How pacemakers and implantable defibrillators are implanted and used


The heart is a four-chambered pump with its
own electrical system. When the electrical system is faulty or in need of repair, a cardiac
device, such as a pacemaker or defibrillator, is implanted. A pacemaker keeps the heart
from beating too slowly. When the heart’s own electrical system misses a signal to stimulate
the heart to beat, a pacemaker sends the signal to replace it. A defibrillator, or ICD, corrects
fast heart rhythms from the ventricles, or lower chambers of the heart. Most defibrillators
have built-in pacemakers. A biventricular system is a pacemaker or defibrillator with
two leads in the lower chambers or ventricles. This system helps the heart beat more efficiently
and is often used to treat a condition called heart failure. Cardiac devices are small,
lightweight, electronic devices that hold a battery and tiny computer. Typically, they
are placed under the skin, just below the collarbone. Insulated wires, or leads, are
threaded through large veins, ending up in the heart. The leads are attached to the cardiac
device. The batteries last an average of five to seven years depending on their use. Some
last more than that, some last less. When a battery change is indicated, the entire
device is replaced, but the leads or wires are often reused. Pacemakers, defibrillators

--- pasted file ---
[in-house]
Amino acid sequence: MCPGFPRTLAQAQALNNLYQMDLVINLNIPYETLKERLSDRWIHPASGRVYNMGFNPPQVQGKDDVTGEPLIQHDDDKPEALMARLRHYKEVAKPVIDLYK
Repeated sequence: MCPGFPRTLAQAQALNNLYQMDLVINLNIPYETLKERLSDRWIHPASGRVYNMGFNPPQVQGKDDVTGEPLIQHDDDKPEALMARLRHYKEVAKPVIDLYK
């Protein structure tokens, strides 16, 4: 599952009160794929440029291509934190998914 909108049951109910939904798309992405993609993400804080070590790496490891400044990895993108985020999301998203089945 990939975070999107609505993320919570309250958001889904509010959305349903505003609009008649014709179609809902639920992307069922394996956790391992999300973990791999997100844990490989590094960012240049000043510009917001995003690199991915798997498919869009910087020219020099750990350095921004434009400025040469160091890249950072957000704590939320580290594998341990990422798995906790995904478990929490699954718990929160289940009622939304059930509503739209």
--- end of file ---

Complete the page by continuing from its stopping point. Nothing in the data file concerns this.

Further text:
and heart monitoring devices are implanted in people of all ages. In most cases, individuals
can lead a normal life with minimal restrictions. Strenuous exercise or sexual activity may
be resumed once your physician clears you to do so. Common items that you may come in
contact with such as microwaves, computers and metal detectors will not interfere with
the device’s function. There are a few precautions. Cell phones need to stay 10 inches away from
the implanted device due to potential interference. Close contact with running engines, generators
or welders should be avoided. Most medical procedures will not interfere with your implanted
device, including X-rays, CAT scans, ultrasounds and mammograms. Contact the office managing
your device to see if you have an MRI safe device. What you will need to be aware of
will be discussed in more detail in the patient education booklet you will receive in your
teaching folder.

9 thoughts on “How pacemakers and implantable defibrillators are implanted and used

  1. One thing I would ask is if microwaves are safe why is it I seen one person with a pace maker get a large electrical shock from a microwavw both from 2013 and the energy from it arched to other things befor going away the microwave worked fine after words not shocking any one but if a pace maker is put close to it the does it again. Is the microwave build wrong or is the fact that the microwaves are safe wrong this is not goodeather way because if it is the microwave then the owner must test it.

  2. I would hazard a guess, that the microwave is possibly faulty, they should not interfere normally with an ICD, I would get it checked, for potential microwave leakage.

  3. I have had a pacemaker since i was 1 hour old im now 18 and have my 8th pacemaker they have saved me and i live my life as any one with out one

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